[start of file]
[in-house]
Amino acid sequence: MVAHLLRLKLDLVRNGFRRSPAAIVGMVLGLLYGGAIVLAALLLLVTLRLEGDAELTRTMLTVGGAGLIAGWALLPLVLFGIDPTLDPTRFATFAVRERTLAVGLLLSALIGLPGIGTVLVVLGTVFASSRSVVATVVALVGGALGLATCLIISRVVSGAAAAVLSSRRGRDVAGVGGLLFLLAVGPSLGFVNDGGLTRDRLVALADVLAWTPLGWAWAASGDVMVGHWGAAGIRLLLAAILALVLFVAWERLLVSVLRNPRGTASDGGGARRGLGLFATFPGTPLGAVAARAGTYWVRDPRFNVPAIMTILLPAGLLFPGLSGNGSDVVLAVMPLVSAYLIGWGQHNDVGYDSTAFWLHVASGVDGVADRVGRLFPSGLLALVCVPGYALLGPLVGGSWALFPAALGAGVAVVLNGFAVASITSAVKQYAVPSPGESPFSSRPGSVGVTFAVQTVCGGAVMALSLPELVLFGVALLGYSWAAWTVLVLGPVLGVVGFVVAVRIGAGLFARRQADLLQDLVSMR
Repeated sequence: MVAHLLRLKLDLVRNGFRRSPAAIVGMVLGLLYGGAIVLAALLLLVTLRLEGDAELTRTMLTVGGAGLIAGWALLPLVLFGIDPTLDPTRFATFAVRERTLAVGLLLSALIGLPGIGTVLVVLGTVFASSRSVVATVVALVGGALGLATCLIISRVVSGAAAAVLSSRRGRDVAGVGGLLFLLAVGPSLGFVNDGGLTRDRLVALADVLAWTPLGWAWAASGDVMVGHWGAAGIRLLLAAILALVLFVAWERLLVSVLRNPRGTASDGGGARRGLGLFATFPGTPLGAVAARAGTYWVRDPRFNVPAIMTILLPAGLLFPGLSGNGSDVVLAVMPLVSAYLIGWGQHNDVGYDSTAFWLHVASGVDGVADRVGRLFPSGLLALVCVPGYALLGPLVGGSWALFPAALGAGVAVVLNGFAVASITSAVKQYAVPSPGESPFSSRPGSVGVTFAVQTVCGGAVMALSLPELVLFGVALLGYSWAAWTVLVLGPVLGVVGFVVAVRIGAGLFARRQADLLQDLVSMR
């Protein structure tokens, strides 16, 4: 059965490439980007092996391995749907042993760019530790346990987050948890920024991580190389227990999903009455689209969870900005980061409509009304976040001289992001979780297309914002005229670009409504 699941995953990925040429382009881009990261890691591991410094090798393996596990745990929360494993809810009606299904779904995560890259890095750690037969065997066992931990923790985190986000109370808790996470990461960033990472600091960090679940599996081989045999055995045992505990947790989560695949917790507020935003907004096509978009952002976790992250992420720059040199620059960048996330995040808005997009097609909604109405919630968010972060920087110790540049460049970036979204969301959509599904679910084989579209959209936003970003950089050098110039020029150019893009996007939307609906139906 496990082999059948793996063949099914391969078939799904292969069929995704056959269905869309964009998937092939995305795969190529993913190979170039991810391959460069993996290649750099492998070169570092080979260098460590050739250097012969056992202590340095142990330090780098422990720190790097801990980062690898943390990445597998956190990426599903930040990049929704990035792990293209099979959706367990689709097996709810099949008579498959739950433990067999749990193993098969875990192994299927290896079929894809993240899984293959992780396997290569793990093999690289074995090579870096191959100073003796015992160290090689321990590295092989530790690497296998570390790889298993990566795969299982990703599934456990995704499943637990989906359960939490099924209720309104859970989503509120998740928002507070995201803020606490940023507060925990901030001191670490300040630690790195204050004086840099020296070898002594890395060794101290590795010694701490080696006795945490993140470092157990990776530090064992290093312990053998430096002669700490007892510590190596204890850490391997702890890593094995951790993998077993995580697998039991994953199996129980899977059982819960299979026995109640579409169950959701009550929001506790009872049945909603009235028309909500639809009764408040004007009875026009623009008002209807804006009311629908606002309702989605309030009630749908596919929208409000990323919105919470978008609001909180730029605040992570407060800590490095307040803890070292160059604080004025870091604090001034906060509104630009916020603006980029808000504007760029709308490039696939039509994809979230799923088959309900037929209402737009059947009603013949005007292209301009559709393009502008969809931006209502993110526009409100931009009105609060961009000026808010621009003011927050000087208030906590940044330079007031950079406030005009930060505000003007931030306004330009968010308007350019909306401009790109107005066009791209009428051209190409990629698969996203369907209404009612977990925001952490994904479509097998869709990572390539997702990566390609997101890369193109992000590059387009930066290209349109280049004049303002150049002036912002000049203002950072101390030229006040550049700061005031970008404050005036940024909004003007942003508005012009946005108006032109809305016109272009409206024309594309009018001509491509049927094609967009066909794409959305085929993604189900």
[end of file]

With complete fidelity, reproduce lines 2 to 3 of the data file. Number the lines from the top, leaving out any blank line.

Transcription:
Amino acid sequence: MVAHLLRLKLDLVRNGFRRSPAAIVGMVLGLLYGGAIVLAALLLLVTLRLEGDAELTRTMLTVGGAGLIAGWALLPLVLFGIDPTLDPTRFATFAVRERTLAVGLLLSALIGLPGIGTVLVVLGTVFASSRSVVATVVALVGGALGLATCLIISRVVSGAAAAVLSSRRGRDVAGVGGLLFLLAVGPSLGFVNDGGLTRDRLVALADVLAWTPLGWAWAASGDVMVGHWGAAGIRLLLAAILALVLFVAWERLLVSVLRNPRGTASDGGGARRGLGLFATFPGTPLGAVAARAGTYWVRDPRFNVPAIMTILLPAGLLFPGLSGNGSDVVLAVMPLVSAYLIGWGQHNDVGYDSTAFWLHVASGVDGVADRVGRLFPSGLLALVCVPGYALLGPLVGGSWALFPAALGAGVAVVLNGFAVASITSAVKQYAVPSPGESPFSSRPGSVGVTFAVQTVCGGAVMALSLPELVLFGVALLGYSWAAWTVLVLGPVLGVVGFVVAVRIGAGLFARRQADLLQDLVSMR
Repeated sequence: MVAHLLRLKLDLVRNGFRRSPAAIVGMVLGLLYGGAIVLAALLLLVTLRLEGDAELTRTMLTVGGAGLIAGWALLPLVLFGIDPTLDPTRFATFAVRERTLAVGLLLSALIGLPGIGTVLVVLGTVFASSRSVVATVVALVGGALGLATCLIISRVVSGAAAAVLSSRRGRDVAGVGGLLFLLAVGPSLGFVNDGGLTRDRLVALADVLAWTPLGWAWAASGDVMVGHWGAAGIRLLLAAILALVLFVAWERLLVSVLRNPRGTASDGGGARRGLGLFATFPGTPLGAVAARAGTYWVRDPRFNVPAIMTILLPAGLLFPGLSGNGSDVVLAVMPLVSAYLIGWGQHNDVGYDSTAFWLHVASGVDGVADRVGRLFPSGLLALVCVPGYALLGPLVGGSWALFPAALGAGVAVVLNGFAVASITSAVKQYAVPSPGESPFSSRPGSVGVTFAVQTVCGGAVMALSLPELVLFGVALLGYSWAAWTVLVLGPVLGVVGFVVAVRIGAGLFARRQADLLQDLVSMR